When can an employer use the “national security exception” under U.S. anti-discrimination law to make a hiring decision based on the national origin of the candidate? An often overlooked area of compliance is how to comply with anti-discrimination law when the job will include access to export-controlled data.
On October 15, 2020, CFIUS will officially tie mandatory filings to U.S. export control regimes, including the Export Administration Regulations (EAR) and the International Traffic in Arms Regulations (ITAR). While that change may draw a clearer line of what constitutes a mandatory filing, it also pulls your CFIUS review into the complex (and somewhat nerdy) world of export regulations.
Continue Reading Lend Me Your EARs: CFIUS Makes Export Controls a Trigger for Mandatory Filings
Hiring employees does not usually call to mind international trade compliance obligations. However, together U.S. export controls and anti-discrimination laws create a web that is overlooked or misunderstood by many types of employers of all sizes across many industries. Anti-discrimination laws prohibit unlawful citizenship status restrictions when hiring, and U.S. export controls prohibit disclosing controlled information to foreign nationals without authorization. Together, these law limit acceptable job descriptions and hiring practices.
Continue Reading Export Control HR Pitfalls To Avoid When Hiring
The scenario happens all the time:
Your engineering department has identified a need for more personnel who will work with export-controlled information. Management has approved the hiring, and your Human Resources manager has drafted the job posting.
What could go wrong? Export controls and anti-discrimination laws require employers to navigate an often-overlooked fine line when recruiting and hiring foreign nationals for positions involving export controlled information.…
On March 8, the U.S. government signaled regulatory changes that may create new opportunities for international collaboration on satellite development, global sales of satellite and launch equipment, and even sharing launch technology.
. . . and the Government wants you to weigh in.
Continue Reading Clear for More Takeoffs: Now is the Time to Have Your Voice Heard on New Satellite and Launch Regulations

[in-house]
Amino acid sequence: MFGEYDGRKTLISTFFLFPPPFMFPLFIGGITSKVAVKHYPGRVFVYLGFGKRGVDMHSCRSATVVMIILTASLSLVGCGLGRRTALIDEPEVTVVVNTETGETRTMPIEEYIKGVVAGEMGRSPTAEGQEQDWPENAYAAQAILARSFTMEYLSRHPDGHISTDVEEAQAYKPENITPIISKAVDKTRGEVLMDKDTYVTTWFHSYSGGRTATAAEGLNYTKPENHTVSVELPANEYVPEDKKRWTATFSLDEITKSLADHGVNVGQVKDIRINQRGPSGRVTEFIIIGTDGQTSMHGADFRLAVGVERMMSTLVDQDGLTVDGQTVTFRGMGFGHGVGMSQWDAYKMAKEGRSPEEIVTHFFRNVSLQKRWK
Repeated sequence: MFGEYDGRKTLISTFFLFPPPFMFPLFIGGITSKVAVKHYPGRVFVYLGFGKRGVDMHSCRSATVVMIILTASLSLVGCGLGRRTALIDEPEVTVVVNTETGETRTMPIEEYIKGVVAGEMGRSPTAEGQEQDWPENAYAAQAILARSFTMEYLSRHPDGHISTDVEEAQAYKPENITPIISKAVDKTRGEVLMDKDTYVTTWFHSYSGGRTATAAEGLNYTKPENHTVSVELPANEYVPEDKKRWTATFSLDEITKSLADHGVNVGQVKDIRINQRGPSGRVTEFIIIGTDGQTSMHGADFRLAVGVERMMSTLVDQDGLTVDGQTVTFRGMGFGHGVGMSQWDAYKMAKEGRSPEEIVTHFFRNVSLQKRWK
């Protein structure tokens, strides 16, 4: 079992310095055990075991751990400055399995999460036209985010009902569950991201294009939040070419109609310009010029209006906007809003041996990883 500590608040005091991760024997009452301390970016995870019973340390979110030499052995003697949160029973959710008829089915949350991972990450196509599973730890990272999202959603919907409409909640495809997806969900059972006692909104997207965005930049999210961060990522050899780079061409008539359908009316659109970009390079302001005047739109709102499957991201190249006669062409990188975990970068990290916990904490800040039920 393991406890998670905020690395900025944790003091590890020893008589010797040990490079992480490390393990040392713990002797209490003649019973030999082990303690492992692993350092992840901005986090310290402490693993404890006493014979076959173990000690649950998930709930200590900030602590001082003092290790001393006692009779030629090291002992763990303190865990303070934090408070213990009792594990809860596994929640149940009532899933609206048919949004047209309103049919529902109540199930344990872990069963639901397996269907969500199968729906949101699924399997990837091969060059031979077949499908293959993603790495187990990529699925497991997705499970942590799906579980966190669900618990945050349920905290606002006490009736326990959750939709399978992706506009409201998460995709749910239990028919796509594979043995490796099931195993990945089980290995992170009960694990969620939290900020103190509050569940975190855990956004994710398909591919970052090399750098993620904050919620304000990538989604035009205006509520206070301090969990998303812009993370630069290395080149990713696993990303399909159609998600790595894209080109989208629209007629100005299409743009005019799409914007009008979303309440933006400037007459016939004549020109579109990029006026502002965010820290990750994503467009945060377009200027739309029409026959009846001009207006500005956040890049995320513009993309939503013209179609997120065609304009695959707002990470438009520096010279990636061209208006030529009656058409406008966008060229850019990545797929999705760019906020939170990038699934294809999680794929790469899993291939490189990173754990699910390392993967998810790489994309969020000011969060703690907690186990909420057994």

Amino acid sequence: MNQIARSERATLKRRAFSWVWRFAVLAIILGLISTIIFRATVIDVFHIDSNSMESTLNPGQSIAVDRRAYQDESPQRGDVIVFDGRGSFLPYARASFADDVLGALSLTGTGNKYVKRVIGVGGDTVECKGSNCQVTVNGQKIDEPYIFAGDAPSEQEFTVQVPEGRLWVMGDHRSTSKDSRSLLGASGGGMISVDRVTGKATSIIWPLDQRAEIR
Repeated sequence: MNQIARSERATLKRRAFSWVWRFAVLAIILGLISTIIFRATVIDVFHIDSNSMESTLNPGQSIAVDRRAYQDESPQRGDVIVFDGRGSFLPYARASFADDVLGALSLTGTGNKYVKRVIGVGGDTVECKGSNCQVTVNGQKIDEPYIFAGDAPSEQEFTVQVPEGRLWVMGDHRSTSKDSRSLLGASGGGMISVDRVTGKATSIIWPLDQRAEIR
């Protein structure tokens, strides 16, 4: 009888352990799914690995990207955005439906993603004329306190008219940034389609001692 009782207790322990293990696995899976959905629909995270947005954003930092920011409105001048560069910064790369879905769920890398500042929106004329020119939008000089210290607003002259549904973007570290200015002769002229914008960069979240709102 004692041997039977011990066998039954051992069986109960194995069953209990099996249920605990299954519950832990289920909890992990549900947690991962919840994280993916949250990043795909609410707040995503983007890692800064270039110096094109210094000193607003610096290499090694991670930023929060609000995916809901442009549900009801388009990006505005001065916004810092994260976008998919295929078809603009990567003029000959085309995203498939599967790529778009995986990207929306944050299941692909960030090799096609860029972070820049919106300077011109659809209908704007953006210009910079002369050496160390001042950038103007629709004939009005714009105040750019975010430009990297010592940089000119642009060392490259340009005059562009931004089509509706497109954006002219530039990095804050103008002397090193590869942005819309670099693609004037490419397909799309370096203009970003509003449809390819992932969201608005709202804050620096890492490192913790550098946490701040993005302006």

In our blog shop, most of the news we scan is the nerdy minutia of regulatory nuance. But the other day, we found big news, a real scoop. The ITAR will be rewritten to remove guns and ammunition from its control.
Yes, you read that correctly, a plan has been proposed within the State Department to migrate the first three categories of the International Traffic in Arms Regulations (ITAR) to the control of the Export Administration Regulations within the coming year. Whether the State Department will go so far as to rename ITAR Part 121 the United States Munitions List (USML), the “United States List” remains to be seen.
Continue Reading The United States Munitions List: When Guns Come Off of the ITAR
The United States has a responsibility, or so the State Department tells us, to ensure the sales and exports of Unmanned Aerial Systems (UAS) are consistent with U.S. national security interests, U.S. policy, and even U.S. values. While the government would be glad to keep the export of military drones in lock-step with our policy goals, the realities of a rapidly expanding UAS market and global competition has forced export regulators to consider how to balance the potential loss of economic opportunity against the loss of control of UAS technology.
Continue Reading Read the Directions Carefully Before Playing: State Department Releases Military Drone Export Guidance
Every time there is a new round of reforms under the President’s Export Control Reform initiative, we hear the same advice:
- Controls on certain items are eliminated or reduced (which creates new opportunities for manufacturers and exporters); but
- The new rules bring new complexities, so be careful.
Attorneys in the export control space correspondingly inundate us with articles advising, in effect, call your export control lawyer.…
The U.S. Department of Commerce, Bureau of Industry and Security (BIS) has amended the Export Administration Regulations (EAR) to restrict exports to Venezuela of certain items intended for “a military end use or end user.” These changes complement a pre-existing U.S. arms embargo against Venezuela – in place since 2006 – that was imposed because of Venezuela’s failure to cooperate on counterterrorism initiatives.
Continue Reading Drop Your Weapons: The United States Restricts Military Exports to Venezuela
Glancing through the fictional but fascinating Hitchhiker’s Guide to the Galaxy (Rsch. Ford Prefect; Pub. Megadodo Publications), one might recognize that the assertions therein are a bit confusing. Similarly, one might become confused when reviewing another, less whimsical, guide to the galaxy: the revised United States Munitions List Category XV – Spacecraft and Related Articles.
On November 10, 2014 Export Control Reform revisions will go into effect reshaping the USML category that has covered communications satellites for nearly 20 years. If you are responsible for complying with satellite export controls, we offer the same profound and pithy advice one finds right on the cover of the Hitchhiker’s Guide, “Don’t Panic.”…
Here is a summary of export data for the first year after the initial implementation of ECR:
- There have been over 61,000 shipments of 600 series items since October 2013.
- The 600 series exports are valued at approximately $2.1 billion.
- The top 600 series ECCNs exported are: